Hivos East Africa

East Africa

Women's Empowerment

My father is from Nigeria. In 1967, a terrible civil war broke out in his region. Biafra wanted to proclaim it independence, to which the Nigerian state reacted with bloody slaughter and systematic starvation. Millions of Biafrans died, and images of malnourished children shocked the world.

Now that the 2017 elections are behind us (or so we assume), it is important to reflect on some of the issues emerging from the polls that are dear to us. One of those being women in leadership. Last year when the debate about the 2010 Constitution’s two thirds gender rule was so heated (“not more than two-thirds of the members of elective public bodies shall be of the same gender”), we in the women’s movement reached a moment of despair. I actually wrote an article asking whether Kenya would ever be ready for women in political leadership.

Today, most African youth seems uninterested in working in the coffee sector as they see it as an "old man's" hobby. However, the International Women’s Coffee Alliance (IWCA) states that it is women who form the majority of the world’s estimated total of 25 million coffee farmers.

Working for Gender Equality and Women Empowerment (GEWE) is one of the most fulfilling things I have ever done. This is especially so when progress (no matter how little) is made towards uplifting women and girls. However, this work can be depressing sometimes because GEWE happens to be one of the topics that are very easily trivialized and demeaned. Just when you think progress has been attained, you are bombarded with the most retrogressive thinking which makes it very difficult to realize change.

I am Angélica Choc, a Maya-Q'eqchi ' nativehuman rights defender and defender of El Estor community of the Izabal Department in Guatemala.

The World Bank on June 7, 2017 projected Ethiopia as the fastest growing economy in Africa. In a report, Global Economic Prospects: Sub-Saharan Africa, the bank predicted Ethiopia to be at 8.3 per cent followed by Ghana and Tanzania at 7.2 and 7.8 respectively.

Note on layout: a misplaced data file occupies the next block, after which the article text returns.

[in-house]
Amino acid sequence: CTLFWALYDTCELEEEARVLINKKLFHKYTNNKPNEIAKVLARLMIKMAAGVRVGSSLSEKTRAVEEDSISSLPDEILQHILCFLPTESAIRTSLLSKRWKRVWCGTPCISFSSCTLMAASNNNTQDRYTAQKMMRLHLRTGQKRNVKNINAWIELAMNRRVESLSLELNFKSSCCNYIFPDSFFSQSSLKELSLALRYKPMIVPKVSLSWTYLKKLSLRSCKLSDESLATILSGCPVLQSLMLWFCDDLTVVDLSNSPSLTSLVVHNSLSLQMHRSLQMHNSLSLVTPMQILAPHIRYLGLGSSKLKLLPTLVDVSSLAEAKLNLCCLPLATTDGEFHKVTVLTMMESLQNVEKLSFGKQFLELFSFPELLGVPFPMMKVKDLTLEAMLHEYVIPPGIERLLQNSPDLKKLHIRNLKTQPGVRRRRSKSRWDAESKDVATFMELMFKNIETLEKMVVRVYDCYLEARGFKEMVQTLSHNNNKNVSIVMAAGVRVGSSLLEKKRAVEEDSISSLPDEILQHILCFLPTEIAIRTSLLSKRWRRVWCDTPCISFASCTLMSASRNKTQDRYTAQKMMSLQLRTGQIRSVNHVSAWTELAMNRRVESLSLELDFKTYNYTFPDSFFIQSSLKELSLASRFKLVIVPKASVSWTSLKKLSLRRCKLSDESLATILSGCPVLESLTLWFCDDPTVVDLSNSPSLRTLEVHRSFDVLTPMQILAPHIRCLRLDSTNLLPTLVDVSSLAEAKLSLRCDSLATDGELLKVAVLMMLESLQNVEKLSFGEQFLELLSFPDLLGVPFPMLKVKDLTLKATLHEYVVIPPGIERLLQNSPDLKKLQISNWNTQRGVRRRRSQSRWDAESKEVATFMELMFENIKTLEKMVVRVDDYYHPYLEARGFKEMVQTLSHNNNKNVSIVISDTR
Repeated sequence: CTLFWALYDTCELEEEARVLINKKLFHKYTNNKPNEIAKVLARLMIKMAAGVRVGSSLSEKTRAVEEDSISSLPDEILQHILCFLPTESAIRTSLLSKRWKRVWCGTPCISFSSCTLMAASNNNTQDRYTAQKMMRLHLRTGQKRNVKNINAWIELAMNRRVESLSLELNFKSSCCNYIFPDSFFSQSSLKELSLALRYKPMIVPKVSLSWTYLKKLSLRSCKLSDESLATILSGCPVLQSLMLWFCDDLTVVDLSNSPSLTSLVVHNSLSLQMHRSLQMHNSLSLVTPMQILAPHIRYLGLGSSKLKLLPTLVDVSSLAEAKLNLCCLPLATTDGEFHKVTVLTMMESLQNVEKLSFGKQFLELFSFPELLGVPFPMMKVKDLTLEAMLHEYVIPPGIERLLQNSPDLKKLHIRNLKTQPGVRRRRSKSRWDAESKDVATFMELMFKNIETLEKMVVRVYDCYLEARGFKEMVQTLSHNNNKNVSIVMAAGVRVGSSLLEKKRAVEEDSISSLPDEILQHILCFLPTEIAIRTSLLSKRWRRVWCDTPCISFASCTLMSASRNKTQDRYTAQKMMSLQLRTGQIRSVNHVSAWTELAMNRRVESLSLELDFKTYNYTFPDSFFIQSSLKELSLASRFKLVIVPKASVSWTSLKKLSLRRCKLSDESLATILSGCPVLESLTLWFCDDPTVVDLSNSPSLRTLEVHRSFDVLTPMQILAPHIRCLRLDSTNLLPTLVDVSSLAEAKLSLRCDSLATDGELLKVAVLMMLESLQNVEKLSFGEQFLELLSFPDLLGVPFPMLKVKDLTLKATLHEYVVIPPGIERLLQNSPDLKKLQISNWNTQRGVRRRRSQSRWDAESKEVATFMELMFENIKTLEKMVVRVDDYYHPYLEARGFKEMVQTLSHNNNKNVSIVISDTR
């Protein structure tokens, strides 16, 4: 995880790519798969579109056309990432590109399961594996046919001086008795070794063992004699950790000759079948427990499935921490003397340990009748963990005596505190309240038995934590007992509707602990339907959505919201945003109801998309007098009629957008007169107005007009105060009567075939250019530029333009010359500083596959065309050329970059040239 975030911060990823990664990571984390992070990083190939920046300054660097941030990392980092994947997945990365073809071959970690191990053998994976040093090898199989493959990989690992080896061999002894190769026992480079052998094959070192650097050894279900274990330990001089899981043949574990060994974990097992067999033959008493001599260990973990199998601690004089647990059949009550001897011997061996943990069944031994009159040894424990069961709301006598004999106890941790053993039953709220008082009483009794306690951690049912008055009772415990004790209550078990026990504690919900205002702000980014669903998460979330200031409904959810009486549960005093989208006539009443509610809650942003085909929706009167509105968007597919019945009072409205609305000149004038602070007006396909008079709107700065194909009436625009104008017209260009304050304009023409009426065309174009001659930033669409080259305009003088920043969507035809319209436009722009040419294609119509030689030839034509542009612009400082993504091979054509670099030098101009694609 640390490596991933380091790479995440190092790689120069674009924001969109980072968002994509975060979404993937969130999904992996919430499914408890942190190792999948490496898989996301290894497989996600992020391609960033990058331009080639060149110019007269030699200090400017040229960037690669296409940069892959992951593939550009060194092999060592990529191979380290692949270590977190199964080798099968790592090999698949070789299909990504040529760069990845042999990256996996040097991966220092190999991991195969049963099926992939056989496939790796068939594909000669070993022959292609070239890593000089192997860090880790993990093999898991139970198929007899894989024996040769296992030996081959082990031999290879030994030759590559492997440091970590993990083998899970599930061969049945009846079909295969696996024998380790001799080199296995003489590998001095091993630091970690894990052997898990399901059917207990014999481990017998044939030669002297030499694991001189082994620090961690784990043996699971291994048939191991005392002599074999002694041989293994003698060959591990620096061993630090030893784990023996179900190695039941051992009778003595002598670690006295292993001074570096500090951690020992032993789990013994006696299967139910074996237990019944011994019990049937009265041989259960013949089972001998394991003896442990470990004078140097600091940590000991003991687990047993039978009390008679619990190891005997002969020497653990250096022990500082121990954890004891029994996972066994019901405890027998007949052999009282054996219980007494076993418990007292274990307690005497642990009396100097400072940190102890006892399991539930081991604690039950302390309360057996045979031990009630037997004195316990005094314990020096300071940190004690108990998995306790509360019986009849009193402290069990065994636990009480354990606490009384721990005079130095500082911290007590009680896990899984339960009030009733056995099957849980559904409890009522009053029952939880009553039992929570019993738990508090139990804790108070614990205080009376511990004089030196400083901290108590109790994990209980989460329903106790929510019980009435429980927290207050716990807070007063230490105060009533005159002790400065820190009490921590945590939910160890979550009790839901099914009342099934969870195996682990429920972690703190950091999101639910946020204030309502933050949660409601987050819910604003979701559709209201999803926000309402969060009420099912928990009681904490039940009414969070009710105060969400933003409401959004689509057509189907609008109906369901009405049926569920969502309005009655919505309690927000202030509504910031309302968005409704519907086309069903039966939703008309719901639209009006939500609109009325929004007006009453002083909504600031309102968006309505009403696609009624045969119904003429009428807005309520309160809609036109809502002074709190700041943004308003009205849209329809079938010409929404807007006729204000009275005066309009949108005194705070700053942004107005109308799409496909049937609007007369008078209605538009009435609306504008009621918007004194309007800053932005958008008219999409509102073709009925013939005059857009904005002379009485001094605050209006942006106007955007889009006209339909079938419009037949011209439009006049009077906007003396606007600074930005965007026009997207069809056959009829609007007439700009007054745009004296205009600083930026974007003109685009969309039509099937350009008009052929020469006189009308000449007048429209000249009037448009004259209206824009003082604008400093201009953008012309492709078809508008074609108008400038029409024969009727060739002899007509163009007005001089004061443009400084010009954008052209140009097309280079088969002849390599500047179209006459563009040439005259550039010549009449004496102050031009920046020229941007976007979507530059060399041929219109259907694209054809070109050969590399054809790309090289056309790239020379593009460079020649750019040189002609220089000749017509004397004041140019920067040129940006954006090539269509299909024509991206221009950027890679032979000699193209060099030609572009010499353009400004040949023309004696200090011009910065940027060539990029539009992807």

In September 2015, Governments adopted the 2030 Agenda for Sustainable Development (commonly referred as the Sustainable Development Goals - SDGs) as a response to eradicate poverty. Each year, countries are encouraged to review their progress in implementation of the SDGs.

Just one day at the 61st session of the Commission on the Status of Women (CSW61) showed me that this year’s theme, ‘Women’s Economic Empowerment in the changing world of work’, may finally bring some well-deserved attention to the feminization of migration and the plight of women in domestic work. But - will this attention actually result in measures to protect their rights? For those paying attention, Hivos’ panel discussion on 13 March, “I work without Rights, Do you care?” revealed some very necessary steps to take.

Last week, the world celebrated the International Women’s Day. While tremendous gains have been made economically, socially and politically in the last decade for women, a lot more still needs to be done. Take for example the role of women in food production. Over the weekend, The New Vision newspaper, Uganda, highlighted a story noting that women's lack of control, acquisition and ownership of land has incapacitated their ability to increase production in the agricultural sector.

Approximately, 250 million roses will be produced for Valentine’s Day globally. Kenya is the lead exporter of rose cut flowers to the European Union with a market share of 38 per cent as of 2015.  In 2016, Kenya’s earnings from cut flowers rose 18 per cent to Sh53.3 billion from Sh45.1 billion in the previous year. While the sector has seen strides in the provision of safe and healthy working conditions, adherence of companies in payment of minimum wage and complicacy of certification regulations, much more is yet to be achieved in terms of social responsibility for the workers.